Preperitoneal Versus Pre-trasversalis Hernia Repair (PPTHR)

The safety and scientific validity of this study is the responsibility of the study sponsor and investigators. Listing a study does not mean it has been evaluated by the U.S. Federal Government. Read our disclaimer for details. Identifier: NCT01350830
Recruitment Status : Completed
First Posted : May 10, 2011
Last Update Posted : May 10, 2011
Information provided by:
San Bonifacio Hospital

April 28, 2011
May 10, 2011
May 10, 2011
November 2007
December 2008   (Final data collection date for primary outcome measure)
chronic pain rate [ Time Frame: 6 months ]
phone interview and clinic visit
Same as current
No Changes Posted
recurrence rate [ Time Frame: 2 years ]
clinic visit
Same as current
Not Provided
Not Provided
Preperitoneal Versus Pre-trasversalis Hernia Repair
Early and Late Results of Transinguinal Preperitoneal Patch Repair Versus Anterior Pre-Trasversalis Mesh Repair. A Randomised Study
Chronic pain rate is from 0 to 50% after prosthetic groin hernia repair. We compared two anterior technique positioning the mesh in the pre-trasversalis space vs preperitoneal space to assess any differences in term of chronic pain and early and late complications
Chronic pain is evaluated in all presenting types (achy, dull, etc.) moreover foreing body sensation, wall stiffness, paresthesia and numbness are controlled in each patients. Limiting of daily, working, sport and sexual activities (disejaculation) are reported as well.
Phase 4
Allocation: Randomized
Intervention Model: Parallel Assignment
Masking: None (Open Label)
Primary Purpose: Treatment
  • Direct Inguinal Hernia
  • Indirect Inguinal Hernia
  • Procedure: anterior hernia repair
    Inguinal incision is made, external oblique divided and the cord is encircled after identifying ilioinguinal and iliohypogastric nerves. The sac is dissected and reduced, in case of direct hernia the posterior wall of inguinal canal is plicated with polypropylene suture; in presence of indirect hernia the sac is reduced and a stitch is passed in manner that the deep ring is snug about the cord. A pre-shaped mesh is positioned on the floor of the canal around the cord with the two tails overlapping laterally; the mesh is then anchored to the pubic tubercle. External oblique is reapproximated with the cord transposed in the subcutaneous space and skin is sutured.
    Other Name: tension free hernia repair
  • Procedure: transinguinal preperitoneal patch repair
    Through a 5-cm inguinal incision external oblique fascia is divided, cremasteric fibers are separated and the elements of the cord are skeletonized. Indirect or direct hernia is approached and through the hernia orifice, the sac is reduced, preperitoneal space is accessed and dissected to allow easily placement of the patch facilitated by the memory recoil ring. In case of indirect hernia the lateral part of patch is split and the two tails sutured around vas and gonadic vessels. Hernia orifice is closed with a polypropylene stitch through transversalis fascia and the mesh; external oblique is closed followed by skin approximation.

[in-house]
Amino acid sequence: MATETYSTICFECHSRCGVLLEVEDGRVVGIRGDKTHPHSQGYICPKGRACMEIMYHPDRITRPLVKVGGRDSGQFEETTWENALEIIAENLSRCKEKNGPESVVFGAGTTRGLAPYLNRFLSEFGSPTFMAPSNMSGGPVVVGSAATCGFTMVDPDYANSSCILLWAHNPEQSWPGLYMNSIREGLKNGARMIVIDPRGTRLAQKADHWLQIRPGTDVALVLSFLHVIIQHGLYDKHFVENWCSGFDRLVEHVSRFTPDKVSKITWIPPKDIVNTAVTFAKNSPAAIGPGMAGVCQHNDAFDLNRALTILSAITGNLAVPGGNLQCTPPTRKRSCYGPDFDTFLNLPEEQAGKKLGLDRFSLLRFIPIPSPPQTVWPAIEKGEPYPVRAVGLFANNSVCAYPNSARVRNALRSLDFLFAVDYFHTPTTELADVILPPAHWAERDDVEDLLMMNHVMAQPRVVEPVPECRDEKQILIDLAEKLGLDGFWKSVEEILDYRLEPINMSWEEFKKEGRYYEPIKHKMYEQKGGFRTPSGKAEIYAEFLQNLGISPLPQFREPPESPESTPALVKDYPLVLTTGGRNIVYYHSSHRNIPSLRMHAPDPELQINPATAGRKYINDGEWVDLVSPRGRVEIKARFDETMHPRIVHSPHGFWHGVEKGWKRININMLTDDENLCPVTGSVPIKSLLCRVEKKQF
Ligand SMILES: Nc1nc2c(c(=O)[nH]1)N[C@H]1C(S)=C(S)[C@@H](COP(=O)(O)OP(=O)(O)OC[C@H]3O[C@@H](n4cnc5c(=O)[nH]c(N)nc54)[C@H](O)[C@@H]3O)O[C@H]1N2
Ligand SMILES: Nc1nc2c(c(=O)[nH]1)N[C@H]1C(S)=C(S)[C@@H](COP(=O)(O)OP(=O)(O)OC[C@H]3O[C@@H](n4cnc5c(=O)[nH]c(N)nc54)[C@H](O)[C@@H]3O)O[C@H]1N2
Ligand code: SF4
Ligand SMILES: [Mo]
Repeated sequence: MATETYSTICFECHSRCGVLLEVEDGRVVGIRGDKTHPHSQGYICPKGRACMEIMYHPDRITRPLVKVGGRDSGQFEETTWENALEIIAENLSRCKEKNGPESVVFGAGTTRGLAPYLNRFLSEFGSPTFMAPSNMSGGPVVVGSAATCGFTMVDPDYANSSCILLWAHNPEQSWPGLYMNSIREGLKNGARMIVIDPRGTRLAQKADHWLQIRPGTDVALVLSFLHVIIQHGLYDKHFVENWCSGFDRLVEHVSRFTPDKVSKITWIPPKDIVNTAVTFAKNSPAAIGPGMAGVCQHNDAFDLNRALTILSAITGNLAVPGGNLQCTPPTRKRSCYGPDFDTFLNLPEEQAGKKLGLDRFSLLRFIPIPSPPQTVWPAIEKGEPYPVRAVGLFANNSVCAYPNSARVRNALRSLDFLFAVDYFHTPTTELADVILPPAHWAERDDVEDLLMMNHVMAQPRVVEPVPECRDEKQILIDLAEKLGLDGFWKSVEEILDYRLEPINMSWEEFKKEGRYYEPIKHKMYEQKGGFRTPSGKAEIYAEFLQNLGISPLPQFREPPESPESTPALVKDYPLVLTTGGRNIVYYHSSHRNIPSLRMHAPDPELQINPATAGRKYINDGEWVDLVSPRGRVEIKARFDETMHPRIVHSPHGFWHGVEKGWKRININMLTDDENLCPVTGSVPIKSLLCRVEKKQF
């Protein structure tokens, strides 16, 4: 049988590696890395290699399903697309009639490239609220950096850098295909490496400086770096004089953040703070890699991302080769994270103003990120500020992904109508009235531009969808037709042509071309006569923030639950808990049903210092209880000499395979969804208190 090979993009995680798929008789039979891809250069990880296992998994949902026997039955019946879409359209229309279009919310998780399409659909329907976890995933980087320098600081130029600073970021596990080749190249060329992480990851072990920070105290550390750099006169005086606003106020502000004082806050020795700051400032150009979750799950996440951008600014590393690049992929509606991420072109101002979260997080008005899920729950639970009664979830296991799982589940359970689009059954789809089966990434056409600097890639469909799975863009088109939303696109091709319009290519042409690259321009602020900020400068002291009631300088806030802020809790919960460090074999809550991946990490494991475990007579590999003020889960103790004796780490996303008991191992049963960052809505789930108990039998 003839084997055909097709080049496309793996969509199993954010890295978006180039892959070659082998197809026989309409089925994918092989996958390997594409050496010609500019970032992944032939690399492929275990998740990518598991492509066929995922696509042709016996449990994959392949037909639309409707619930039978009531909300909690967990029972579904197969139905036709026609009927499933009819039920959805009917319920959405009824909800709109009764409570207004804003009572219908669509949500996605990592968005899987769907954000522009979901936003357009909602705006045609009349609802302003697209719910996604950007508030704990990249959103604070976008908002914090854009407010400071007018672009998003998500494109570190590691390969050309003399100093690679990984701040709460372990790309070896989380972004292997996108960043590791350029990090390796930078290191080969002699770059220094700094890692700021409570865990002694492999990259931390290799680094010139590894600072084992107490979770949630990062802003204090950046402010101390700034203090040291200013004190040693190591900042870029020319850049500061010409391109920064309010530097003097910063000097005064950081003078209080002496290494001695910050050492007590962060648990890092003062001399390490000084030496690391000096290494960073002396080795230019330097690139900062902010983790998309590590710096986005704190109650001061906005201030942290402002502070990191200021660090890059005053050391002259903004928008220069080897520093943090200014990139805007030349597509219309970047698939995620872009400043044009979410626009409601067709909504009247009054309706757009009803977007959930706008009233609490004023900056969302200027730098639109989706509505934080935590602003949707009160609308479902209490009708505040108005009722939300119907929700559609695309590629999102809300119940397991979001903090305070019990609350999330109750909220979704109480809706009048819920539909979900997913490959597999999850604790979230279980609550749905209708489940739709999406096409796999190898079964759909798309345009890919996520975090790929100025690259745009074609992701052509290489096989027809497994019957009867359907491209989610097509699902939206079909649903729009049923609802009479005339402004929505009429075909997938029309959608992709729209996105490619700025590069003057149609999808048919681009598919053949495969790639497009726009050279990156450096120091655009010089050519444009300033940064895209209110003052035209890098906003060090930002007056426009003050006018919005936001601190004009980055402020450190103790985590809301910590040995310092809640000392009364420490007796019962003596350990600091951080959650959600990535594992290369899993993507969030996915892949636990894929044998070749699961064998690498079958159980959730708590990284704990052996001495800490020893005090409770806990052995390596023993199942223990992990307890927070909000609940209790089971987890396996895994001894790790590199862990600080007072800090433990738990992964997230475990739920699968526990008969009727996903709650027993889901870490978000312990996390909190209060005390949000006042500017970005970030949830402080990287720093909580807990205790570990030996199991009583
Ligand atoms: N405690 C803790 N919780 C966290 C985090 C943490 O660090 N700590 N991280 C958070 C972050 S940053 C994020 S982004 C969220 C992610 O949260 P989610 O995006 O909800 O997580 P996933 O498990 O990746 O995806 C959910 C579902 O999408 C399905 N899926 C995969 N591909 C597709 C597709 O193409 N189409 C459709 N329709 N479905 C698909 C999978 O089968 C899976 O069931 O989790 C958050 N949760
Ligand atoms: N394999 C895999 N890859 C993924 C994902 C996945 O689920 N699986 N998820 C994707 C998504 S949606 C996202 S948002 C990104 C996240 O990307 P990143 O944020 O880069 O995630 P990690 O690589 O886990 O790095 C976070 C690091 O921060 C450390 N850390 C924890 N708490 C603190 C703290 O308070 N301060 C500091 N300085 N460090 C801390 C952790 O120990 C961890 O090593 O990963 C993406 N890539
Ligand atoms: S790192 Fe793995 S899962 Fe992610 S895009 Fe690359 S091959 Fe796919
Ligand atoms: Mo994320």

Other Name: Polysoft™ Hernia Patch Bard®
  • Active Comparator: pre-trasversalis mesh repair group
    Intervention: Procedure: anterior hernia repair
  • Active Comparator: trans-inguinal preperitoneal patch group
    Intervention: Procedure: transinguinal preperitoneal patch repair

*   Includes publications given by the data provider as well as publications identified by Identifier (NCT Number) in Medline.
Same as current
January 2011
December 2008   (Final data collection date for primary outcome measure)

Inclusion Criteria:

  • 18 years older

Exclusion Criteria:

  • recurrent inguinal hernia
  • previous low abdominal operation
Sexes Eligible for Study: All
18 Years and older   (Adult, Senior)
Contact information is only displayed when the study is recruiting subjects
Not Provided
Not Provided
Dept. Surgery, ULSS 20
San Bonifacio Hospital
Not Provided
Study Director: Francesco Orcalli, M.D. Azienda Ulss 20 Verona
San Bonifacio Hospital
January 2011

ICMJE     Data element required by the International Committee of Medical Journal Editors and the World Health Organization ICTRP